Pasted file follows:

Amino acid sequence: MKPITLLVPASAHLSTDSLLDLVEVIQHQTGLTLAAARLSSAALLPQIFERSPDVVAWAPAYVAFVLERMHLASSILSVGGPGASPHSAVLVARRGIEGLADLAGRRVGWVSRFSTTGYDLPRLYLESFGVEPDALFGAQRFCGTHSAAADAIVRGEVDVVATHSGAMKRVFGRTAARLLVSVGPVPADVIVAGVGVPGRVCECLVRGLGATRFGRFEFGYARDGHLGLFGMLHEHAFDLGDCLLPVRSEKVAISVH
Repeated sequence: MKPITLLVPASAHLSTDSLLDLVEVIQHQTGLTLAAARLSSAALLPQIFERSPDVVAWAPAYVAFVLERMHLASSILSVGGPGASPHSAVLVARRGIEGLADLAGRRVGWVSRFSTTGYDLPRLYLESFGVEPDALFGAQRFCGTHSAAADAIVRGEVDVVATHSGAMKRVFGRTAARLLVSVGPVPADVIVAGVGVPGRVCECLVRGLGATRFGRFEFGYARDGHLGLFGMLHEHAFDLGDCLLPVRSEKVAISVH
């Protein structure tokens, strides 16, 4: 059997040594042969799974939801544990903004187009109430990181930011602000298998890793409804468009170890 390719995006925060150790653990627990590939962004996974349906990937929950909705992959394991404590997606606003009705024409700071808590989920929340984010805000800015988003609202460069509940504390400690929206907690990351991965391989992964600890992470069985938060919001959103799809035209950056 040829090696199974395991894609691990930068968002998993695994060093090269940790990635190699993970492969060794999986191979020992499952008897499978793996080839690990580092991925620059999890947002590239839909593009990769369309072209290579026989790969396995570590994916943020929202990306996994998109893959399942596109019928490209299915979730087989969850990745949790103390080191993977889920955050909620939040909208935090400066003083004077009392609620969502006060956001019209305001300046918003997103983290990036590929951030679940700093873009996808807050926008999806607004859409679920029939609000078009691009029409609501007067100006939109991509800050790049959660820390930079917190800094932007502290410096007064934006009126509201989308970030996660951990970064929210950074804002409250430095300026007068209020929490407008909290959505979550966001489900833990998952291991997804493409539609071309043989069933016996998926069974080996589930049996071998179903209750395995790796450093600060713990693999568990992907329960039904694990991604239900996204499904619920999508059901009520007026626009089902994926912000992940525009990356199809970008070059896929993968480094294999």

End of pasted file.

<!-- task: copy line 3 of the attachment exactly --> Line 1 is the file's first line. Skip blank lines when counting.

């Protein structure tokens, strides 16, 4: 059997040594042969799974939801544990903004187009109430990181930011602000298998890793409804468009170890 390719995006925060150790653990627990590939962004996974349906990937929950909705992959394991404590997606606003009705024409700071808590989920929340984010805000800015988003609202460069509940504390400690929206907690990351991965391989992964600890992470069985938060919001959103799809035209950056 040829090696199974395991894609691990930068968002998993695994060093090269940790990635190699993970492969060794999986191979020992499952008897499978793996080839690990580092991925620059999890947002590239839909593009990769369309072209290579026989790969396995570590994916943020929202990306996994998109893959399942596109019928490209299915979730087989969850990745949790103390080191993977889920955050909620939040909208935090400066003083004077009392609620969502006060956001019209305001300046918003997103983290990036590929951030679940700093873009996808807050926008999806607004859409679920029939609000078009691009029409609501007067100006939109991509800050790049959660820390930079917190800094932007502290410096007064934006009126509201989308970030996660951990970064929210950074804002409250430095300026007068209020929490407008909290959505979550966001489900833990998952291991997804493409539609071309043989069933016996998926069974080996589930049996071998179903209750395995790796450093600060713990693999568990992907329960039904694990991604239900996204499904619920999508059901009520007026626009089902994926912000992940525009990356199809970008070059896929993968480094294999």